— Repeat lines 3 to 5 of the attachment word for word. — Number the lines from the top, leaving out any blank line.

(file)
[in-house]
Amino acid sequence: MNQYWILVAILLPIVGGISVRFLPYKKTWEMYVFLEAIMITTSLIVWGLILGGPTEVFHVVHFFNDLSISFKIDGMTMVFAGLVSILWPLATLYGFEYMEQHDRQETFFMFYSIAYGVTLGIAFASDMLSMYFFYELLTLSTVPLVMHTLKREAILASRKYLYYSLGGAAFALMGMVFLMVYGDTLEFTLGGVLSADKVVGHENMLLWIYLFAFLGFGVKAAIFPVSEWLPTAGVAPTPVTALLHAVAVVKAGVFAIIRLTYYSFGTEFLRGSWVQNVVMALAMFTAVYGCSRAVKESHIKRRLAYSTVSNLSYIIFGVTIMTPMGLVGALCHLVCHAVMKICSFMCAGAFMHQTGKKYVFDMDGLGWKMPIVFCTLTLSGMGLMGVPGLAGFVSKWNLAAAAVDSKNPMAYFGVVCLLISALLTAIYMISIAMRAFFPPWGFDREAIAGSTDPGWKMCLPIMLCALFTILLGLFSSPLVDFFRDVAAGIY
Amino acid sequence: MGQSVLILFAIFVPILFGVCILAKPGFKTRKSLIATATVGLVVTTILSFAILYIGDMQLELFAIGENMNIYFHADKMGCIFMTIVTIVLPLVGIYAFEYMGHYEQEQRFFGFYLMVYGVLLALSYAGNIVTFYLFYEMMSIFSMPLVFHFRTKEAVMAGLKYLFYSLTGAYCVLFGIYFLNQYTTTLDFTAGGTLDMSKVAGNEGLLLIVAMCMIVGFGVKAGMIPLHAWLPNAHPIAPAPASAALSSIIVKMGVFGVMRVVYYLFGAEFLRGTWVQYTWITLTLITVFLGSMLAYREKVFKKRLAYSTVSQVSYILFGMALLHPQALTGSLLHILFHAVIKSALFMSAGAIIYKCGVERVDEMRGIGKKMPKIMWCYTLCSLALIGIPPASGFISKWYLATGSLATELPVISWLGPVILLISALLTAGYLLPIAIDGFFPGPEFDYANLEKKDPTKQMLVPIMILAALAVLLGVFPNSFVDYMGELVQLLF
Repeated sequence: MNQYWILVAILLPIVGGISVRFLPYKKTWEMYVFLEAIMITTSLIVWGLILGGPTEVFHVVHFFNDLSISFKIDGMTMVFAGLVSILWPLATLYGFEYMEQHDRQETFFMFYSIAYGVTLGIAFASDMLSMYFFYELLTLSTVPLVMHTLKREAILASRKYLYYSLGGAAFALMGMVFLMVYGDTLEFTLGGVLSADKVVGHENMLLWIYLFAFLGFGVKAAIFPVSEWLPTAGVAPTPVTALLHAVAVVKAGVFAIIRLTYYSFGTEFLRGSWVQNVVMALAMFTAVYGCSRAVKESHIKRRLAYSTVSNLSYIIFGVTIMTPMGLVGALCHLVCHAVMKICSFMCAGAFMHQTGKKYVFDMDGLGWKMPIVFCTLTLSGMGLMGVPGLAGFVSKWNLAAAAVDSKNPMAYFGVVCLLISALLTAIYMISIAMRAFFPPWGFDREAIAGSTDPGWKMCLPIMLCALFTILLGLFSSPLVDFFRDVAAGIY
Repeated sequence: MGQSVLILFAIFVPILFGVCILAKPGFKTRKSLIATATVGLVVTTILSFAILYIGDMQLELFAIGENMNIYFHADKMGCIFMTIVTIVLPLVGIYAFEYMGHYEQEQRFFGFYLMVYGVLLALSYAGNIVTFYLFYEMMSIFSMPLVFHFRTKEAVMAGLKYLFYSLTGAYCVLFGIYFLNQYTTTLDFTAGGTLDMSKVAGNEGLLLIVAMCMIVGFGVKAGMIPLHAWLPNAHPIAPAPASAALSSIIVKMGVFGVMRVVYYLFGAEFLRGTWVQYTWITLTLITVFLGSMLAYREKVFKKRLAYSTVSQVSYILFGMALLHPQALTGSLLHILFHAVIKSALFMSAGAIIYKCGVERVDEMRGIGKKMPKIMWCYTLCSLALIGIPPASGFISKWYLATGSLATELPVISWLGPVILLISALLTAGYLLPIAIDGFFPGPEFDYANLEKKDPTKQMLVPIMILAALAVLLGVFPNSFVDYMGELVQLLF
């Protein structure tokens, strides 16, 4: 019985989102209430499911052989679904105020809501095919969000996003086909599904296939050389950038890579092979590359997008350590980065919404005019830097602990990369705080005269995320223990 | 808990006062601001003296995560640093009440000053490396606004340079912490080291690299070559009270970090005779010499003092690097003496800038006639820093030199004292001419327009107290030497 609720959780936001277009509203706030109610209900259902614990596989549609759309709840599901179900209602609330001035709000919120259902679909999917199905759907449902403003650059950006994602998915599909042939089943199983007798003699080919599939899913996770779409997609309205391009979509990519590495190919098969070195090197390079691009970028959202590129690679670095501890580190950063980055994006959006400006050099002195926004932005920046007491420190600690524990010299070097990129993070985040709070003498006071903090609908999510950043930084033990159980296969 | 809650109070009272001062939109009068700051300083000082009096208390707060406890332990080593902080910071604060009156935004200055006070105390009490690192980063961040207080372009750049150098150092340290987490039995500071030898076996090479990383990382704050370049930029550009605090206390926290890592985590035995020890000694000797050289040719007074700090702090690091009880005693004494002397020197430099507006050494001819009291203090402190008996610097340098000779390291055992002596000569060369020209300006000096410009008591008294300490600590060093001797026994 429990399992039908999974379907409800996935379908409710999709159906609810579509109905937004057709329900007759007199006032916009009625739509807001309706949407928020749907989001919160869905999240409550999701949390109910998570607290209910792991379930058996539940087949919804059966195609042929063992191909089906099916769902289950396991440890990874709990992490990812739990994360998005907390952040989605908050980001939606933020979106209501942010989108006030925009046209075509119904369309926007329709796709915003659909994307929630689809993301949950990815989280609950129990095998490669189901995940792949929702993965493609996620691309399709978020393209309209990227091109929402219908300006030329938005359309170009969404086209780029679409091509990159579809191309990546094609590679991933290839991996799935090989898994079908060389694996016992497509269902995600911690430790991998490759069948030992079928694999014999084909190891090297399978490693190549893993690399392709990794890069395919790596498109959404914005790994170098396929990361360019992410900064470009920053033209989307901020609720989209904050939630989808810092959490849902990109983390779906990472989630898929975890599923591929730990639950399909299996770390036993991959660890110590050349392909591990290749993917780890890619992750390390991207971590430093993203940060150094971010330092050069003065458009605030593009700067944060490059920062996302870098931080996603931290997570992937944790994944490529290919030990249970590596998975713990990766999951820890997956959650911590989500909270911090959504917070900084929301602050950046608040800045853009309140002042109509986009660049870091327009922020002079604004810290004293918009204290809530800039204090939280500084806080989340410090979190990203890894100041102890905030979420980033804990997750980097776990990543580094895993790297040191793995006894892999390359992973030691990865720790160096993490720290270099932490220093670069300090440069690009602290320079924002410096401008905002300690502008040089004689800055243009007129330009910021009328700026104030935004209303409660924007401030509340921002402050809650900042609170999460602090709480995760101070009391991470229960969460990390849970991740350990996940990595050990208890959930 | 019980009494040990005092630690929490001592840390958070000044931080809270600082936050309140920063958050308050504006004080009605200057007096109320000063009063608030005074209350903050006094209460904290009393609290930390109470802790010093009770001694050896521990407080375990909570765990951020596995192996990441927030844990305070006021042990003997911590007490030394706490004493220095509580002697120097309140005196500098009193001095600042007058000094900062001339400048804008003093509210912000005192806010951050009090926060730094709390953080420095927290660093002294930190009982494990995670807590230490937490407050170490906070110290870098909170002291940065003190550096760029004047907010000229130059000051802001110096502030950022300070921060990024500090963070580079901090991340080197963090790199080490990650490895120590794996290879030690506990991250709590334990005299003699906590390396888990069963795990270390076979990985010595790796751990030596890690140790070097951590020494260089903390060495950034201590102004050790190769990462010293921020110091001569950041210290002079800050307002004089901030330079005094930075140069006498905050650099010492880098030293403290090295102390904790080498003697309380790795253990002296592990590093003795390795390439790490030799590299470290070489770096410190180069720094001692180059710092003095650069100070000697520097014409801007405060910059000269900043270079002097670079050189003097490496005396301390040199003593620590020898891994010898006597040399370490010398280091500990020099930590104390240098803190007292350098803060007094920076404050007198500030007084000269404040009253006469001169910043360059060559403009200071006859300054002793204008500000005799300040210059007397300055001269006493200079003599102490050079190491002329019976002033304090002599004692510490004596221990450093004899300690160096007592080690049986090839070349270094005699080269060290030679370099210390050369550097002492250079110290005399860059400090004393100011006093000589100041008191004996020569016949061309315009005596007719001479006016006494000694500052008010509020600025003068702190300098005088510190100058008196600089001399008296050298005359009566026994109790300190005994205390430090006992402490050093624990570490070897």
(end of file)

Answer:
Amino acid sequence: MGQSVLILFAIFVPILFGVCILAKPGFKTRKSLIATATVGLVVTTILSFAILYIGDMQLELFAIGENMNIYFHADKMGCIFMTIVTIVLPLVGIYAFEYMGHYEQEQRFFGFYLMVYGVLLALSYAGNIVTFYLFYEMMSIFSMPLVFHFRTKEAVMAGLKYLFYSLTGAYCVLFGIYFLNQYTTTLDFTAGGTLDMSKVAGNEGLLLIVAMCMIVGFGVKAGMIPLHAWLPNAHPIAPAPASAALSSIIVKMGVFGVMRVVYYLFGAEFLRGTWVQYTWITLTLITVFLGSMLAYREKVFKKRLAYSTVSQVSYILFGMALLHPQALTGSLLHILFHAVIKSALFMSAGAIIYKCGVERVDEMRGIGKKMPKIMWCYTLCSLALIGIPPASGFISKWYLATGSLATELPVISWLGPVILLISALLTAGYLLPIAIDGFFPGPEFDYANLEKKDPTKQMLVPIMILAALAVLLGVFPNSFVDYMGELVQLLF
Repeated sequence: MNQYWILVAILLPIVGGISVRFLPYKKTWEMYVFLEAIMITTSLIVWGLILGGPTEVFHVVHFFNDLSISFKIDGMTMVFAGLVSILWPLATLYGFEYMEQHDRQETFFMFYSIAYGVTLGIAFASDMLSMYFFYELLTLSTVPLVMHTLKREAILASRKYLYYSLGGAAFALMGMVFLMVYGDTLEFTLGGVLSADKVVGHENMLLWIYLFAFLGFGVKAAIFPVSEWLPTAGVAPTPVTALLHAVAVVKAGVFAIIRLTYYSFGTEFLRGSWVQNVVMALAMFTAVYGCSRAVKESHIKRRLAYSTVSNLSYIIFGVTIMTPMGLVGALCHLVCHAVMKICSFMCAGAFMHQTGKKYVFDMDGLGWKMPIVFCTLTLSGMGLMGVPGLAGFVSKWNLAAAAVDSKNPMAYFGVVCLLISALLTAIYMISIAMRAFFPPWGFDREAIAGSTDPGWKMCLPIMLCALFTILLGLFSSPLVDFFRDVAAGIY
Repeated sequence: MGQSVLILFAIFVPILFGVCILAKPGFKTRKSLIATATVGLVVTTILSFAILYIGDMQLELFAIGENMNIYFHADKMGCIFMTIVTIVLPLVGIYAFEYMGHYEQEQRFFGFYLMVYGVLLALSYAGNIVTFYLFYEMMSIFSMPLVFHFRTKEAVMAGLKYLFYSLTGAYCVLFGIYFLNQYTTTLDFTAGGTLDMSKVAGNEGLLLIVAMCMIVGFGVKAGMIPLHAWLPNAHPIAPAPASAALSSIIVKMGVFGVMRVVYYLFGAEFLRGTWVQYTWITLTLITVFLGSMLAYREKVFKKRLAYSTVSQVSYILFGMALLHPQALTGSLLHILFHAVIKSALFMSAGAIIYKCGVERVDEMRGIGKKMPKIMWCYTLCSLALIGIPPASGFISKWYLATGSLATELPVISWLGPVILLISALLTAGYLLPIAIDGFFPGPEFDYANLEKKDPTKQMLVPIMILAALAVLLGVFPNSFVDYMGELVQLLF